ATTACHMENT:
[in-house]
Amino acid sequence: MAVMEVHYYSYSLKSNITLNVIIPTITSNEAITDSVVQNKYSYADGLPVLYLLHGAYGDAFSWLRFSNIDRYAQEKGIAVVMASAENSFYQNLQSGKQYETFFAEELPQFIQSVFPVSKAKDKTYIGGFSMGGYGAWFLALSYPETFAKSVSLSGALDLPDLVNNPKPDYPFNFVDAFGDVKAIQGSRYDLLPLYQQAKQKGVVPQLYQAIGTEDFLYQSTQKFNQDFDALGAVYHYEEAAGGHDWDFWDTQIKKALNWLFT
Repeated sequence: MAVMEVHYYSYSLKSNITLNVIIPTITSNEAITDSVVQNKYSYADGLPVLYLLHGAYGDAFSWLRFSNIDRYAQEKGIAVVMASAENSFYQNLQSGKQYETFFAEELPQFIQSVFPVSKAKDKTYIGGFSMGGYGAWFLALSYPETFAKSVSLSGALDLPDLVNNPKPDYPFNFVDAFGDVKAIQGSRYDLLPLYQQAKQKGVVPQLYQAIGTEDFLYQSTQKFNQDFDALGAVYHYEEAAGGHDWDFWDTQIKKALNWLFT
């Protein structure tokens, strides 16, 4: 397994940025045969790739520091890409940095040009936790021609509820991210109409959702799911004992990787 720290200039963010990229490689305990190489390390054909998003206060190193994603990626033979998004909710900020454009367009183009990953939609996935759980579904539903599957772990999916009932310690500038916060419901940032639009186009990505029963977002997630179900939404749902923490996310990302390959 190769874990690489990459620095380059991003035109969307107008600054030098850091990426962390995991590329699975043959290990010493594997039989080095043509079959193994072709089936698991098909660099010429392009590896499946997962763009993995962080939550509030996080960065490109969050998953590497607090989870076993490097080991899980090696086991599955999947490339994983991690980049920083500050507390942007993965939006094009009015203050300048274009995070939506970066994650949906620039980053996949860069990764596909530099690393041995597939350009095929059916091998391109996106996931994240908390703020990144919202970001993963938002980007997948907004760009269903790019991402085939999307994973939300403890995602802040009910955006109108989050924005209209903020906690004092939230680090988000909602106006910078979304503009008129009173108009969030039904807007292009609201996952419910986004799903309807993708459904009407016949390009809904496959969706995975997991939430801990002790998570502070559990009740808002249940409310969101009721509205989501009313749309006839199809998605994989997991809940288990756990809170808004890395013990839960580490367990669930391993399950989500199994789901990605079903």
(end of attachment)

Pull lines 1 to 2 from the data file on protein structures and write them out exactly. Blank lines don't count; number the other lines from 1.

[in-house]
Amino acid sequence: MAVMEVHYYSYSLKSNITLNVIIPTITSNEAITDSVVQNKYSYADGLPVLYLLHGAYGDAFSWLRFSNIDRYAQEKGIAVVMASAENSFYQNLQSGKQYETFFAEELPQFIQSVFPVSKAKDKTYIGGFSMGGYGAWFLALSYPETFAKSVSLSGALDLPDLVNNPKPDYPFNFVDAFGDVKAIQGSRYDLLPLYQQAKQKGVVPQLYQAIGTEDFLYQSTQKFNQDFDALGAVYHYEEAAGGHDWDFWDTQIKKALNWLFT